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Commission Decision of 10 July 2007 concerning an Italian State aid scheme to the Sardinian shipping sector C 23/96 (NN 181/95) and C 71/97 (N 144/97) (notified under document number C(2007) 3257) (Only the Italian text is authentic) (Text with EEA relevance) (2008/92/EC)

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Commission Decision

of 10 July 2007

concerning an Italian State aid scheme to the Sardinian shipping sector C 23/96 (NN 181/95) and C 71/97 (N 144/97)

(notified under document number C(2007) 3257)

(Only the Italian text is authentic)

(Text with EEA relevance)

(2008/92/EC)

THE COMMISSION OF THE EUROPEAN COMMUNITIES,

Having regard to the Treaty establishing the European Community, in particular the first subparagraph of Article 88(2) thereof,

Having regard to the Agreement on the European Economic Area, and in particular Article 62(1)(a) thereof,

Having, pursuant to those provisions, called on the parties concerned to submit their comments,

Whereas:

1. PROCEDURE

(1)By letter of 24 June 1996(1), the Commission informed the Italian authorities of its decision to initiate the procedure provided for in Article 88(2) of the EC Treaty (formerly Article 93(2)) with regard to an unlawful aid scheme established by the region of Sardinia in favour of shipping companies for the construction, acquisition, conversion, modification or repair of ships (hereinafter original aid scheme).

(2)After the procedure was opened, the Italian Government sent its observations to the Commission in a letter dated 31 October 1996 (DG7-Transport A/23443). The Sardinian regional authorities sent their observations in letters dated 11 October 1996 (DG7-Transport A/21870) and 22 January 1997. No other Member States or interested third parties sent their observations within the time limit of one month after publication of the decision to open the procedure. It should be noted, however, that some third parties submitted comments outside this deadline.

(3)On 21 October 1997, the Commission adopted Decision 98/95/EC, which establishes the incompatibility with the common market of the aid scheme in question(2). On 12 November 1997 (SG (97) D/9375), the Italian authorities were informed of this decision.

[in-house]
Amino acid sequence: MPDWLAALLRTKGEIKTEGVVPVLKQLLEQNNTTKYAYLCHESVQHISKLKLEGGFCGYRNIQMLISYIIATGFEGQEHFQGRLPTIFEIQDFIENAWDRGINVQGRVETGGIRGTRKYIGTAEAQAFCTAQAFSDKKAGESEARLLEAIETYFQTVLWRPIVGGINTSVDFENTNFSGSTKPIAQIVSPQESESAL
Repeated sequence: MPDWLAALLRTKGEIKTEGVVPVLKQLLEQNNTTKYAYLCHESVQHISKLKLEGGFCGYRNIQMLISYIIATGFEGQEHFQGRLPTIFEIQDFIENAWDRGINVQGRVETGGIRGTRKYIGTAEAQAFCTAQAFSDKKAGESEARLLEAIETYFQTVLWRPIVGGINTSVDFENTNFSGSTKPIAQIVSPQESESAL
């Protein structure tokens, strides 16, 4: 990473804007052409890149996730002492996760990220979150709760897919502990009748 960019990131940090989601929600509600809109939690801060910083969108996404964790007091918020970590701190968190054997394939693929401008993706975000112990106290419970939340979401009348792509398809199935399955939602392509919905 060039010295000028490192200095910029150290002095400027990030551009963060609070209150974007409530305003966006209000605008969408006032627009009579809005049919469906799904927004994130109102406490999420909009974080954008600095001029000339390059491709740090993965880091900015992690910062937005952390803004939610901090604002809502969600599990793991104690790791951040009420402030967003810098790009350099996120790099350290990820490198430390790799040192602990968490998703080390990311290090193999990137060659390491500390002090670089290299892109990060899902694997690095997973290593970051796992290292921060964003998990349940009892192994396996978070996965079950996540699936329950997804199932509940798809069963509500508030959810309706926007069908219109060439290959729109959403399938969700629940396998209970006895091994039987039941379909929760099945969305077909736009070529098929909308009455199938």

(4)In a letter of 14 November 1997, the Commission informed the Italian authorities of its decision to initiate the procedure set out in Article 88(2), of the EC Treaty (formerly Article 93(2)) with regard to Sardinian Regional Law No 9 of 15 February 1996 which amends the original aid scheme implemented for the benefit of shipping companies(3). The Italian authorities submitted their comments on 16 January 1998 (DG7-Transport A/1221) and 23 December 1997 (DG7-Transport A/144). No other Member States or interested third parties sent their observations within the time limit of one month after publication of the decision to initiate the procedure.

(5)In its judgment of 19 October 2000 (Joined Cases C-15/98 and C-105/99 Italy and Sardegna Lines v Commission)(4) the Court of Justice of the European Communities annulled Decision 98/95/EC on the grounds that it lacked an adequate statement of reasons with regard to the effect on Community trade.

(6)Following a letter from the Commission dated 23 November 2006 (D 2006 224962) requesting information from the Italian authorities, a response was sent by e-mail on 8 March 2007 (TRENA/26193).

2. DESCRIPTION OF THE MEASURE

2.1.The original scheme

(7)Following a complaint lodged in 1993, the Commission learned of an aid scheme set up by the region of Sardinia for shipping companies intending to build, purchase, convert or repair ships. It took the specific form of loans and leases granted on favourable terms that were agreed initially only with companies whose head office, domicile for taxation purposes and port of register were situated in the region of Sardinia.

Regional Law No 20 of 15 May 1951 amended by Law No 15 of 11 July 1954